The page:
Asparagus has been used in Traditional Chinese and Ayurvedic medicinal systems for thousands of years. It is astringent, sweet, bitter, light, cool and moist. The Ayurvedic system uses it as a mild laxative, cardiac and nerve sedative, tonic, aphrodisiac and demulcent. It is one of the few vegetables that can be eaten by all doshas. It stabilizes Vata, lightens and stimulates Kapha, cools and calms Pitta. It is also considered to be one of the Sattvic foods, working to purify the body and calm the mind. It is closely related to Shatavari (Asparagus recemosus), an Ayurvedic herb generally used for supporting the reproductive systems of both men and women as it contains the steroidal glycoside asparagoside. It cleanses, balances and detoxifies, stimulates lactation, alleviates menopausal and menstrual symptoms, and enhances fertility for both men and women. Asparagus officinalis shares many of the same properties, which may account for the renown asparagus has around the world as an aphrodisiac. The Chinese call the root tian dong and use it for lowering blood pressure and as a spirit and yin tonic, as it enhances love and compassion and opens the heart. It is also a lung tonic, cleaning and clearing out the respiratory tract among other things.
For a vegetable so low in calories, asparagus is mightily packed with vitamins, nutrients and phytochemicals. In six stalks of asparagus there is about 500 I.U of vitamin A, 15 milligrams of vitamin C and 160 milligrams of potassium. There are also high levels of the vitamin B family including niacin, B12, B6, B5 and folic acid, iron, calcium, phosphorus, magnesium, zinc, antioxidants rutin and glutathione, the amino acid asparagine and the carbohydrate inulin and many more. As everyone knows, asparagus is good for the kidneys, being a strong diuretic, which also helps to wash uric and oxalic acid out of the body by breaking up the crystal deposits of these acids in muscle tissue and joints. Asparagus is also helpful for rheumatism and arthritis. The roots, seeds and spears are used for urinary tract infection, preventing kidney stones, reducing inflammation, dropsy, gout, as an aphrodisiac and to lower blood pressure. The seeds have anti-biotic properties.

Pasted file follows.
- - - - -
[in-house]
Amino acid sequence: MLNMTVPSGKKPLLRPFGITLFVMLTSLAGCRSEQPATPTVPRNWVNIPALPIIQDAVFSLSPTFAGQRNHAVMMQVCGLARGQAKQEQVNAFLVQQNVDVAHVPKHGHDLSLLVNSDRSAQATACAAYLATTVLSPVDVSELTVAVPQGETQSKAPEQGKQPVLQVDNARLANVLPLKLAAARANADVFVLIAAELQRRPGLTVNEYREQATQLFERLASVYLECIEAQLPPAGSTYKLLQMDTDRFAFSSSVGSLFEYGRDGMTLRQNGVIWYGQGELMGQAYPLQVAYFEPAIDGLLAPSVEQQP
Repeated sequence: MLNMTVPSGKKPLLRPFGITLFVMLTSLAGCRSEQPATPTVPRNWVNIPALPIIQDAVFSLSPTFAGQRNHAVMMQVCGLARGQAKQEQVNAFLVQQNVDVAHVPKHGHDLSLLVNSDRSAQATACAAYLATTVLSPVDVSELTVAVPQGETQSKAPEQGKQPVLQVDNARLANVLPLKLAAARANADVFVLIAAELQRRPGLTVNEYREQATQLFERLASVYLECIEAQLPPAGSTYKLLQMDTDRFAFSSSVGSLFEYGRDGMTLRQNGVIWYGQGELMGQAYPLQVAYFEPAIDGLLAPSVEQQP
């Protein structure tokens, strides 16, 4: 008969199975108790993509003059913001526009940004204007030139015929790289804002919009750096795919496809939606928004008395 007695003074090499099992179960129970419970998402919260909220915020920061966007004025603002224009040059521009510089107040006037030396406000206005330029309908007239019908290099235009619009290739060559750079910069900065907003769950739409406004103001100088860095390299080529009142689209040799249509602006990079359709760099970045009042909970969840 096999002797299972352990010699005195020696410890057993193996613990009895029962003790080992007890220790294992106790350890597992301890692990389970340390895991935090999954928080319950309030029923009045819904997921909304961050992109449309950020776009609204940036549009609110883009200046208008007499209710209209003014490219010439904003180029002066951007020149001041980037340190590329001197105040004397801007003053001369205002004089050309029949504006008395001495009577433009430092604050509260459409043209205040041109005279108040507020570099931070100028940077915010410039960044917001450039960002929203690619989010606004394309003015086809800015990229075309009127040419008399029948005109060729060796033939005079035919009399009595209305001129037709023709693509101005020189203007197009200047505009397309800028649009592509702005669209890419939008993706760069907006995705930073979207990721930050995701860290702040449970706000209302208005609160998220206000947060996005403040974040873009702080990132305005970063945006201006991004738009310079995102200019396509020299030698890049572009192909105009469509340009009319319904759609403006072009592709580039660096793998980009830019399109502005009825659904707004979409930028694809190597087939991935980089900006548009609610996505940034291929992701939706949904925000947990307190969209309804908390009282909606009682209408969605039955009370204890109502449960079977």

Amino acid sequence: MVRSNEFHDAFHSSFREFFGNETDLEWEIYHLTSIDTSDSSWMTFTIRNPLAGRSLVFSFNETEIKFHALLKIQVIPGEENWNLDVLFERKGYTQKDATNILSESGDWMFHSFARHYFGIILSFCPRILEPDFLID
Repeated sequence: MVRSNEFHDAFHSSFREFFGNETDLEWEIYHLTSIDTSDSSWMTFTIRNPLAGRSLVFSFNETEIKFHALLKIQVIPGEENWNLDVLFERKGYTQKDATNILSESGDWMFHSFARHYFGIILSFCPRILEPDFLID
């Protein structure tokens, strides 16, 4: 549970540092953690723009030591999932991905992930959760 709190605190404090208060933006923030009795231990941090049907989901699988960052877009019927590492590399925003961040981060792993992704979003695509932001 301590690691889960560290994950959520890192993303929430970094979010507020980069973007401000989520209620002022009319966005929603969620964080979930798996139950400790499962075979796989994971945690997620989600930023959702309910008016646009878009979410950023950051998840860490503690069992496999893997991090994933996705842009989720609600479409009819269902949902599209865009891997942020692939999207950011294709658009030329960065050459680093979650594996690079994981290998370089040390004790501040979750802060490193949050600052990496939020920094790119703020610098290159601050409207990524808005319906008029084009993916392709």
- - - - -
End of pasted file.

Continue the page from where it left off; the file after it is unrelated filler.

When cooking asparagus, use as little water as possible, and steam or boil it. Depending on how thick the stalks are, they need very little time in the water. The water should be consumed, as many of the heath giving properties of asparagus are water soluble and will end up in the water. Asparagus can be preserved by lactic acid fermentation which is an energy saving alternative to freezing for preservation. Canning asparagus under high heat is generally counterproductive and will destroy most of it’s healing properties. Asparagus is a good vegetable to start with if you are new to lacto-fermentation because of the carbohydrate inulin, which our gut friendly bacteria, in particular the lactobacilli like feed on.
With the recent resurgence of interest in fermentation, there has also been a lot of fear-mongering about the dangers of unsanitary fermentation. Micro-organisms are not a joke so be sure to wash your hands and equipment with soap, but lacto-fermentation is actually safer than canning for the inexperienced beginner as there is less chance of contamination with unwanted bacteria. Lactobacilli colonize even more rapidly when feeding on inulin, leaving no room for unfriendly bacteria such as botulism or salmonella.
More Links and Information
- Great recipe for pickled asparagus
- Foraging Asparagus
- Ayurvedic Asparagus
- Hormones and treatment for infertility
- Roman soldiers and asparagus spears
- Chinese Asparagus
- Inulin-asparagus good for fermenting
- Great article about hunting wild asparagus in Italy
- Unpasteurized Asparagus Vinegar from Austria
- Links to Asparagus around the web
- Romans cultivation
- Roman Recipe Patina with Quails
- Pliny the Old on Asparagus